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Mohammed Siraj: An ode to the skill that’s masked by the story

by Rohit Sankar 5 minute read

In a tour where Mohammed Siraj went from a back-up fast bowler to a first-choice one, his versatility came to the fore, writes Rohit Sankar.

Forty-nine overs into Australia’s second innings at the Gabba, the script is familiar. The hosts have a 200-plus lead, Steve Smith is edging close to a half-century and in the process of burying India’s hopes of salvaging the series. At this point, India aren’t looking to do anything more than stay in the game.

And right then, Mohammed Siraj puts him down in the deep off Washington Sundar. If there were a mic squeezed into Smith’s helmet, you might hear him mutter, ‘you’ve just dropped the Border-Gavaskar trophy’. It’s quite possibly the chance that decides the series, the one that could be the difference between an Australia win and a draw. What unfolds next ensures it isn’t.

Siraj is handed the ball a couple of overs later. It’s a moment that could shake any youngster on his debut tour Down Under. He has just dropped Smith of all people and is now thrown a challenge to dislodge him from the crease before the miss has really sunk in.

Was Siraj shaken? We might never know. A return catch off Cameron Green goes down in his first over of the spell, but over the next few overs, he did what might define what he could become in the India Test attack.

He stuck to his stock delivery, the inswinger, and on a wicket that was starting to generate uneven bounce, Siraj bowled a lot straighter, especially to Smith. One eventually jumped up off the surface to catch Smith by surprise and send him back. Two balls later, he nearly had Tim Paine too with another snorter that kicked up from a length.

Mohammed Siraj bowled a lot straighter in the spell that saw one rear up to dismiss Steve Smith

The highlight of the spell was his composure when a lesser player might have shrunk. Off-field matters hogged Siraj’s maiden tour with the India Test team: the personal loss he went through with the death of his father, the racial abuse at SCG, the footage of him shedding tears during the national anthem. What has gone under the radar is the maturity and skill he showed in the face of it all.

“I just wanted to run in and bowl fast,” Siraj says about his initial days in cricket – in fact, that wasn’t long ago that he first bowled with a red ball in 2015 – in a video released by Royal Challengers Bangalore during IPL 2020. A lot has changed since then. Skill took precedence over speed and his long-format stocks went through the roof, perhaps shrouded by his up and down IPL seasons.

The inswinger to the right-hander, by his own admission, is his stock delivery. But on this Australian tour, he cleverly used the outswinger, having picked none other than Dale Steyn’s brains to learn the craft during the IPL. Fourteen per cent of his swinging deliveries moved away from the right-hander while 34 per cent of them swung in. Against left-handers, 12 per cent of them swung in, while 28 per cent swung away.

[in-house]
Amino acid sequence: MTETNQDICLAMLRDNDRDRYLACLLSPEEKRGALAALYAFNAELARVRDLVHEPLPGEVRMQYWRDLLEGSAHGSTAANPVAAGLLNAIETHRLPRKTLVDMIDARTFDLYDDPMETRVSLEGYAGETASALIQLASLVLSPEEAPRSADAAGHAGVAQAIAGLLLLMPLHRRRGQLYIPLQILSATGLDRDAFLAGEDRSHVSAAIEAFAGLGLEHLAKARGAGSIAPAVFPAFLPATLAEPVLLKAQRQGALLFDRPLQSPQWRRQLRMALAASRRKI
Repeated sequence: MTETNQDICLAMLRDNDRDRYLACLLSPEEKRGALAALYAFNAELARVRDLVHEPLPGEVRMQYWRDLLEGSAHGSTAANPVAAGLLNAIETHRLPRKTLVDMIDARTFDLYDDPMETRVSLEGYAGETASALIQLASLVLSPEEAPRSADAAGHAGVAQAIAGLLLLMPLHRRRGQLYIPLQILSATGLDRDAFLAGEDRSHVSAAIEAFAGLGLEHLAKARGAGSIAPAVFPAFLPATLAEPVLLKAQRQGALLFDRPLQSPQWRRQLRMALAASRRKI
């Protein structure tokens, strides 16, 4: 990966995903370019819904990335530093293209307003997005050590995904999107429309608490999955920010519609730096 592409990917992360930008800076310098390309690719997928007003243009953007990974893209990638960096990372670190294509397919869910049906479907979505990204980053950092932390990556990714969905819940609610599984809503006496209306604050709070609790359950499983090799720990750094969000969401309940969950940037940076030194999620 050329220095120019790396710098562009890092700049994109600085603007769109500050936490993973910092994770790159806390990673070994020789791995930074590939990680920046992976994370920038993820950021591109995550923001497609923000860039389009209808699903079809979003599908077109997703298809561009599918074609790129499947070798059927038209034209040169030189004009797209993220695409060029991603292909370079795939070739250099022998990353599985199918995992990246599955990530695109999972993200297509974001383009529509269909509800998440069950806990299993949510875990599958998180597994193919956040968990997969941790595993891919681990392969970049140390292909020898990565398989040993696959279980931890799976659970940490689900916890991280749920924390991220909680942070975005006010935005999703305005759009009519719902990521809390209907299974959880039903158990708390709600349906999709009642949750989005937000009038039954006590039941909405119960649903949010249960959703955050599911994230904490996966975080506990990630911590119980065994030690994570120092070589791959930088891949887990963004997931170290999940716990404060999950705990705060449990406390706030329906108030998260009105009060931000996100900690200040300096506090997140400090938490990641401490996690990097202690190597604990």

Mohammed Siraj to right-handers in the Border-Gavaskar trophy

Mohammed Siraj to left-handers in the Border-Gavaskar trophy

The use of the new variation he picked up is a testament to his willingness to improve as a fast bowler. Against Green on his Test debut, Siraj set him up with a series of away swinging deliveries before bringing one back into him to trap him in front.

This came shortly after he had Marnus Labuschagne dismissed with another clever bit of bowling. Going wide of the crease against the Australia No.3, thereby changing his release point and angling the ball back into him, Siraj had him falling into the leg-side trap neatly laid out.

Remember, this was his maiden Test wicket, one that had come after he wasn’t brought on in the whole of the first session on a fast bowler-friendly surface at the MCG. “When will I bowl?” Siraj had apparently asked his skipper at the lunch break, at least according to Jasprit Bumrah. When he eventually set up Green to take his second wicket in Test cricket, it was the 62nd over, but he was still generating movement. The degree of swing he generated even as the ball aged was remarkable right through the series.

While swing remained his most potent weapon, Siraj was clever enough to rely on seam when it wasn’t swinging. He found movement off the deck too, nearly equal percentages away and into the batsmen. Against David Warner in Brisbane in the first over of the Test, Siraj had three balls seaming into him before seaming the next one away to find an edge to the slip cordon.

He finished as the India’s highest wicket-taker in the series, but that was only a part of the story. For someone who has copped more than his fair share of criticism for his IPL exploits, Siraj’s red-ball skill and his giant heart came to the fore. Those trumped all else and in a tour when everything could have fallen apart, he rose instead, from being a fringe bowler to counting among India’s first-choice picks.

Data credits: CricViz

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